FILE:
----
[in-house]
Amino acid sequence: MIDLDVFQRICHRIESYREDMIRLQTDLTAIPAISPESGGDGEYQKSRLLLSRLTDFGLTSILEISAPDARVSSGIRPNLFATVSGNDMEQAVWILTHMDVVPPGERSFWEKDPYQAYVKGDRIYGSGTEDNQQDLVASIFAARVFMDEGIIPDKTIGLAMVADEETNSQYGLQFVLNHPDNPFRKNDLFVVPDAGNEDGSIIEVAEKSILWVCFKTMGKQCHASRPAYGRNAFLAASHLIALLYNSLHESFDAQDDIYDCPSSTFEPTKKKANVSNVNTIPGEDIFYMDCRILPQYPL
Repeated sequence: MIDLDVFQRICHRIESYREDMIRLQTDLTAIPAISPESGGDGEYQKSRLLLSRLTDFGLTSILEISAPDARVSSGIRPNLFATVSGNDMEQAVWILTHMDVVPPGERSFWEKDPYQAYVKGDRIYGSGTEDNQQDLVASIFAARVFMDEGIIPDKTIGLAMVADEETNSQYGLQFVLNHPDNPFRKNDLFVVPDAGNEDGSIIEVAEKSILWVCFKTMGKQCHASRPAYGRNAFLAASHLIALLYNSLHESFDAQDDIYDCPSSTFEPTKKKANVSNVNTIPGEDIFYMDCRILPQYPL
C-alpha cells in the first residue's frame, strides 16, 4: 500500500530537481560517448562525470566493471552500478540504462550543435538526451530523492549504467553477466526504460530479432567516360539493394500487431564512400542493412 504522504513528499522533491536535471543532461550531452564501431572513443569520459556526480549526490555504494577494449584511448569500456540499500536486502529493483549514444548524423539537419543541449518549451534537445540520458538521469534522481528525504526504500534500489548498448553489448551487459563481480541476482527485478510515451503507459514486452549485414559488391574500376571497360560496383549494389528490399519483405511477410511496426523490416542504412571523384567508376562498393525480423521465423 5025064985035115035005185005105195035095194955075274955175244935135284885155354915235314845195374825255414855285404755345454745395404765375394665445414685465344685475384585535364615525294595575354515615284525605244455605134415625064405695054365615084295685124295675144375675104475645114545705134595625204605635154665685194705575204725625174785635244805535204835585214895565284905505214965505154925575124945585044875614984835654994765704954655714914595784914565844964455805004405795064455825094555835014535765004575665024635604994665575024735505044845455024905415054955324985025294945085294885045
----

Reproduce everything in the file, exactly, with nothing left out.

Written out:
[in-house]
Amino acid sequence: MIDLDVFQRICHRIESYREDMIRLQTDLTAIPAISPESGGDGEYQKSRLLLSRLTDFGLTSILEISAPDARVSSGIRPNLFATVSGNDMEQAVWILTHMDVVPPGERSFWEKDPYQAYVKGDRIYGSGTEDNQQDLVASIFAARVFMDEGIIPDKTIGLAMVADEETNSQYGLQFVLNHPDNPFRKNDLFVVPDAGNEDGSIIEVAEKSILWVCFKTMGKQCHASRPAYGRNAFLAASHLIALLYNSLHESFDAQDDIYDCPSSTFEPTKKKANVSNVNTIPGEDIFYMDCRILPQYPL
Repeated sequence: MIDLDVFQRICHRIESYREDMIRLQTDLTAIPAISPESGGDGEYQKSRLLLSRLTDFGLTSILEISAPDARVSSGIRPNLFATVSGNDMEQAVWILTHMDVVPPGERSFWEKDPYQAYVKGDRIYGSGTEDNQQDLVASIFAARVFMDEGIIPDKTIGLAMVADEETNSQYGLQFVLNHPDNPFRKNDLFVVPDAGNEDGSIIEVAEKSILWVCFKTMGKQCHASRPAYGRNAFLAASHLIALLYNSLHESFDAQDDIYDCPSSTFEPTKKKANVSNVNTIPGEDIFYMDCRILPQYPL
C-alpha cells in the first residue's frame, strides 16, 4: 500500500530537481560517448562525470566493471552500478540504462550543435538526451530523492549504467553477466526504460530479432567516360539493394500487431564512400542493412 504522504513528499522533491536535471543532461550531452564501431572513443569520459556526480549526490555504494577494449584511448569500456540499500536486502529493483549514444548524423539537419543541449518549451534537445540520458538521469534522481528525504526504500534500489548498448553489448551487459563481480541476482527485478510515451503507459514486452549485414559488391574500376571497360560496383549494389528490399519483405511477410511496426523490416542504412571523384567508376562498393525480423521465423 5025064985035115035005185005105195035095194955075274955175244935135284885155354915235314845195374825255414855285404755345454745395404765375394665445414685465344685475384585535364615525294595575354515615284525605244455605134415625064405695054365615084295685124295675144375675104475645114545705134595625204605635154665685194705575204725625174785635244805535204835585214895565284905505214965505154925575124945585044875614984835654994765704954655714914595784914565844964455805004405795064455825094555835014535765004575665024635604994665575024735505044845455024905415054955324985025294945085294885045